26. Memory Management (cont'd.) • The UNIX kernel (cont’d) • The remaining sections of the OS are handled in the same manner as any large program. • The pages of the OS are brought into memory on demand, only when they’re needed, and their memory space is released as other pages are called. • UNIX uses the least recently used (LRU) page replacement algorithm. • UNIX uses the same memory management concepts for networked computers, single-user systems, and multi-user systems. Understanding Operating Systems, Sixth Edition

  27. Memory Management (cont'd.) • The UNIX kernel (cont’d) • With the 64-bit addressing architecture in modern UNIX versions, the Mac OS X, the OS can make much faster system calls, which, in turn, improves the performance of I/O applications and network response. • The 64-bit addressing scheme is one shared by most OS. Understanding Operating Systems, Sixth Edition

  28. Process Management • The Processor Manager of a UNIX system handles: • The allocation of the CPU; • Process scheduling; • The satisfaction of process requests. • To perform these tasks, the kernel maintains several important tables to coordinate the execution of processes and the allocation of devices. • Using a predefined policy, the Process Scheduler selects a process from the READY queue and begins its execution for a given time slice. Understanding Operating Systems, Sixth Edition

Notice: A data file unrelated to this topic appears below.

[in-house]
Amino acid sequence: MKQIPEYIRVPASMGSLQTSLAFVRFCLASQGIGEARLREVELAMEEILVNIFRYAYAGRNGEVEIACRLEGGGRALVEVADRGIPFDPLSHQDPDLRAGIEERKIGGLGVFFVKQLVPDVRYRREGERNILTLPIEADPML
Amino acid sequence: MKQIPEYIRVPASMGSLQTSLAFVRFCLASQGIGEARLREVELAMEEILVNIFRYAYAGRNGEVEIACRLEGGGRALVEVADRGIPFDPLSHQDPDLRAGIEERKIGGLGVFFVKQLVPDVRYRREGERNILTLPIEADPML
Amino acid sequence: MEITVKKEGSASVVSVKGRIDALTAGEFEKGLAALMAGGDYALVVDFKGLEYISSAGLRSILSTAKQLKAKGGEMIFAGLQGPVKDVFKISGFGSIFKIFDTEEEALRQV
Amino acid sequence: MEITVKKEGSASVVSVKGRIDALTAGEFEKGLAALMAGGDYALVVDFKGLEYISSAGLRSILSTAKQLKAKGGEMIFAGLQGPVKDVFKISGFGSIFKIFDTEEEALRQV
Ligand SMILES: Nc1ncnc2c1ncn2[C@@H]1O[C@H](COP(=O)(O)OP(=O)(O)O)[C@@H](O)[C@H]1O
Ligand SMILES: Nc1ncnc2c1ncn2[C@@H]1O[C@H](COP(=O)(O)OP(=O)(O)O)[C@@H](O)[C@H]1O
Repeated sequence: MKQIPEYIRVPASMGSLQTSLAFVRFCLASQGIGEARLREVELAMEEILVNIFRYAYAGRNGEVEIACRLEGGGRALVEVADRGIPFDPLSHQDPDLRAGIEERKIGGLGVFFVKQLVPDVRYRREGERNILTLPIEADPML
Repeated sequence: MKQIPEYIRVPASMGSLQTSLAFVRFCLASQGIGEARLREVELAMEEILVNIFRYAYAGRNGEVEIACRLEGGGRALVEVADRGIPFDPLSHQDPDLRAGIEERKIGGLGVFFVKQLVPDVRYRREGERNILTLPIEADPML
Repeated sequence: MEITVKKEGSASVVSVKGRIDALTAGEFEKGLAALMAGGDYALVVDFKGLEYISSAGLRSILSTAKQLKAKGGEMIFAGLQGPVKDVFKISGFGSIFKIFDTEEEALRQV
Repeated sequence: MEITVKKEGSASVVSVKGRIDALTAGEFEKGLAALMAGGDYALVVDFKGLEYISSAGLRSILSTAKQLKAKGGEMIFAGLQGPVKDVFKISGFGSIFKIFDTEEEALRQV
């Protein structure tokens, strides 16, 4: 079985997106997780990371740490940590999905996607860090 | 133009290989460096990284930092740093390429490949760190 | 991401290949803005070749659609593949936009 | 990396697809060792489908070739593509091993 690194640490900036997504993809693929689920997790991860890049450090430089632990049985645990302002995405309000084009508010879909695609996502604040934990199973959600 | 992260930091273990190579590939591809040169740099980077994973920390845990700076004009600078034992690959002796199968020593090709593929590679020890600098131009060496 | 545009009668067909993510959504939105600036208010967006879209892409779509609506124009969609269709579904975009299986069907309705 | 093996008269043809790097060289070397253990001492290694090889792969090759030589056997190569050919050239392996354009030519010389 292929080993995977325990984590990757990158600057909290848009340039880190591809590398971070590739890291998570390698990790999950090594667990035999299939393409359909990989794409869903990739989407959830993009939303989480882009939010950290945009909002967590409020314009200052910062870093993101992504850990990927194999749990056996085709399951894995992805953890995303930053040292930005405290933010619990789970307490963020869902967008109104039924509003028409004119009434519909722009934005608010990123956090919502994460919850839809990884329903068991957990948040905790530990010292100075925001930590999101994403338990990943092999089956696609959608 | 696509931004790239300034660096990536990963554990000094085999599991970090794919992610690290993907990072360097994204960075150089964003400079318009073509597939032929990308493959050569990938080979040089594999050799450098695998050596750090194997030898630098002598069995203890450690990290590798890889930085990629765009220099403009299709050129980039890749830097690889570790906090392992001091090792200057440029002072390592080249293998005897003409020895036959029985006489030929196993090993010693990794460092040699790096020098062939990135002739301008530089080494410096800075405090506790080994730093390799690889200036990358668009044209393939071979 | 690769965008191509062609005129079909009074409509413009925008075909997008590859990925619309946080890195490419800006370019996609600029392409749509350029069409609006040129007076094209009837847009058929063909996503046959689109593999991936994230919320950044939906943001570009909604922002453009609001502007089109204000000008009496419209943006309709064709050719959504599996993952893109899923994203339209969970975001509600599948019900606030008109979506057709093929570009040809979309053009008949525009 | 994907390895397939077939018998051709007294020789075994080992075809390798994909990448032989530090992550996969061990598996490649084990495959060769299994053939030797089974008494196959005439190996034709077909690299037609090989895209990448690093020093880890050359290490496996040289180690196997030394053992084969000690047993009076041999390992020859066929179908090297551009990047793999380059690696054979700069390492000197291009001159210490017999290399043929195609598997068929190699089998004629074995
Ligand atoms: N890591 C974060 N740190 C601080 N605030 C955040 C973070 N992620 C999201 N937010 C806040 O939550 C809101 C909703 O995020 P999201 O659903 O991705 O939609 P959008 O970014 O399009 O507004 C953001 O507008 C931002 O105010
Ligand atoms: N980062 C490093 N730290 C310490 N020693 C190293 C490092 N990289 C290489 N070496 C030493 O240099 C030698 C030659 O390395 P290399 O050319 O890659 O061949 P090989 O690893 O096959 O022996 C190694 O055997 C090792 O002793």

29. Process Management (cont'd.) • The process scheduling algorithm picks the process with the highest priority to runfirst. • Since one of the values used to compute the priority is accumulated CPU time, any processes that have used a lot of CPU time will get a lower priority than those that have not. • The system updates the Compute-to-total-time ratio for each job everysecond. • This ratio divides the amount of CPU time that a process has used up by the total time the same process has spent in the system. • A result close to 1 would indicate that the process is CPU-bound. Understanding Operating Systems, Sixth Edition

  30. Process Management (cont'd.) • Process scheduling algorithm (cont'd.) • If several processes have the same computed priority, they’re handled round robin. • Low-priority processes are preempted by high-priority processes. • Interactive processes typically have a low computer-to-total-time ratio, so interactive response is maintained without any special policies. • The overall effect of this negative feedback is that the system balances I/O-bound jobs with CPU-bound jobs to keep the processor busy and to minimize the overhead for waiting processes. Understanding Operating Systems, Sixth Edition